How I Organized The Writing of The Business of Walt Disney and the Nine Principles of His Success (Part 11)
[Other posts in this series can be found here.]
Writing a business biography about Walt Disney was a time-consuming and challenging project. The thing I wanted to most avoid was to have a recognized Disney expert read The Business of Walt Disney and the Nine Principles of His Success and write a review that concluded the author didn’t bother to do his research to get the basic facts right. I spent considerable time and effort verifying facts and correcting facts that other respected biographers had wrong. As I stated to my publisher at Theme Park Press, Bob McLain, I wanted the book to be able to pass the Michael Barrier standard for factual accuracy.
I didn’t make it my job to point out the errors of others as I encountered them in my research (I’ve already identified some errors in my book that need to be corrected), but rather wanted to know that the facts as I presented them were substantiated by research and evidence gathered by other nit-picking Disney historians. Not all “facts” can be substantiated beyond dispute, and earlier reputable authors developed narratives based on interviews and the best evidence they were able to acquire. They are not to be faulted for such errors made based on the best available evidence available.
For any writer seriously seeking to understand Walt Disney, the game changed with the 2005 publication of the first of an ongoing series of books edited by Didier Ghez titled Walt’s People: Talking Disney with the Artists Who Knew Him. Ghez’s project was to transcribe and publish the hundreds of interviews with Disney artists and studio colleagues through the years.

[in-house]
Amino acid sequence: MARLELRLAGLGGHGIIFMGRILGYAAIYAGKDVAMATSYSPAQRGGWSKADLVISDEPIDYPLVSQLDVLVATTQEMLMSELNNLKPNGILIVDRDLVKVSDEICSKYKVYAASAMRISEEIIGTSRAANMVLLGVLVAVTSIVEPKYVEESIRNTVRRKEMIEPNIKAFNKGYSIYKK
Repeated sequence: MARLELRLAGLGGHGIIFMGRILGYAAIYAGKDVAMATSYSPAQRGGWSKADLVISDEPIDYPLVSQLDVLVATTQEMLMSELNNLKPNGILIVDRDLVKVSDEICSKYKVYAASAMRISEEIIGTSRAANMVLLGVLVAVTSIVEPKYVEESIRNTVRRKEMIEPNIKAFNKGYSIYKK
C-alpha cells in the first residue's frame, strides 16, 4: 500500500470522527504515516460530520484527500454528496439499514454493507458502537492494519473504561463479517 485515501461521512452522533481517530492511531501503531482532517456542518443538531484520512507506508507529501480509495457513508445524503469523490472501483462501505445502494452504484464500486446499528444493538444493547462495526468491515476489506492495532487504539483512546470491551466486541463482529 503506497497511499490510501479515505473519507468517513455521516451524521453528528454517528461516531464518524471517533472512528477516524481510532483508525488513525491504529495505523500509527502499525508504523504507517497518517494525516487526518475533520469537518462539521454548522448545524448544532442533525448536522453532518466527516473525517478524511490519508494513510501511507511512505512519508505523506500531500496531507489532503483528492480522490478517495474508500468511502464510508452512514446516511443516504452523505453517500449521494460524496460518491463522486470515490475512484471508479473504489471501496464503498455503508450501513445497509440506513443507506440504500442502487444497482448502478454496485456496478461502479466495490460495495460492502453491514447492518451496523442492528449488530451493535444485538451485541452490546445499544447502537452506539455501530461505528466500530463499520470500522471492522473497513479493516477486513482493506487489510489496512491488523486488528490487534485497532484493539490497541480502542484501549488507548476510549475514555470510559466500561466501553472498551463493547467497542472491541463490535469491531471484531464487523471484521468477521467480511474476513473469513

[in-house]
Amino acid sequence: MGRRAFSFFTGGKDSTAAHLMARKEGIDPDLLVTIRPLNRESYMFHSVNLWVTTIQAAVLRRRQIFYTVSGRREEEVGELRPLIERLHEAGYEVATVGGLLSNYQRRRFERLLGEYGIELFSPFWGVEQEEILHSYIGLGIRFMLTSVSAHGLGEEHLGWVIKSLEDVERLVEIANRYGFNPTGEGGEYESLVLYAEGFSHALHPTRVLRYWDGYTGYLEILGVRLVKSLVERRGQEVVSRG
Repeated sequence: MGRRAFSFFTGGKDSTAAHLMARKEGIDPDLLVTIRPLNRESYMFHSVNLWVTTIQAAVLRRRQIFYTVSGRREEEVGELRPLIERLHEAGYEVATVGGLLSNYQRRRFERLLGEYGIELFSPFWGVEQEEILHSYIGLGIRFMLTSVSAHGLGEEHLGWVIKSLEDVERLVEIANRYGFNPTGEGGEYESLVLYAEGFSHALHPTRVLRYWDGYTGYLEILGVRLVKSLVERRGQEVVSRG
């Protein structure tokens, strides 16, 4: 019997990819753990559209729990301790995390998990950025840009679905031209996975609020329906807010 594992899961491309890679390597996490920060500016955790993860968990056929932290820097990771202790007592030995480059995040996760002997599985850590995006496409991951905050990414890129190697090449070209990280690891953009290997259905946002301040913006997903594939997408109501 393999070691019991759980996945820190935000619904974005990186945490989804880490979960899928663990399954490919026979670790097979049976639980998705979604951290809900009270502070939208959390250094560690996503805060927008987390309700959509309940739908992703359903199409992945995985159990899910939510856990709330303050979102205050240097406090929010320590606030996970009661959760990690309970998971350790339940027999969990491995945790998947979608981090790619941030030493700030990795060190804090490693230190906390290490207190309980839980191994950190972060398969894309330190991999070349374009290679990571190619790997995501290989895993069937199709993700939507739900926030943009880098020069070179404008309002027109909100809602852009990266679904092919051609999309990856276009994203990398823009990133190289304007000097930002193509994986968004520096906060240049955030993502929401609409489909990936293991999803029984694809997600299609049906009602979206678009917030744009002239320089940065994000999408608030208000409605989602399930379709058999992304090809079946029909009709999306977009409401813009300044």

What this means is that those with a serious interest in studying Walt Disney history no longer have to rely on the interpretation of events in an author’s narrative based on closely held interviews with Disney artists and associates. Now many of these interviews containing the observations, recollections, and stories of key participants in the Disney Studio story have been made available to everyone to read, compare, and to draw their own conclusions about the value and veracity of the answers given. The publication of these interviews makes this primary research available to everybody in the form of interview transcripts.
Closely following the ongoing publication of Didier Ghez’s project are three key Walt Disney biographies that can’t be ignored by future writers (this isn’t meant to exclude other extremely valuable and well-researched books related to more specific Disney History topics).
In 2006, Neal Gabler’s mammoth biography Walt Disney: The Triumph of the American Imagination was published. Gabler spent seven years researching and writing his biography of Walt, and “is the first writer to be given complete access to the Disney archives,” according to the dust jacket. The 800+ page book is an encyclopaedia of detail and facts for every future biographer to endure and square with prior biographical offerings.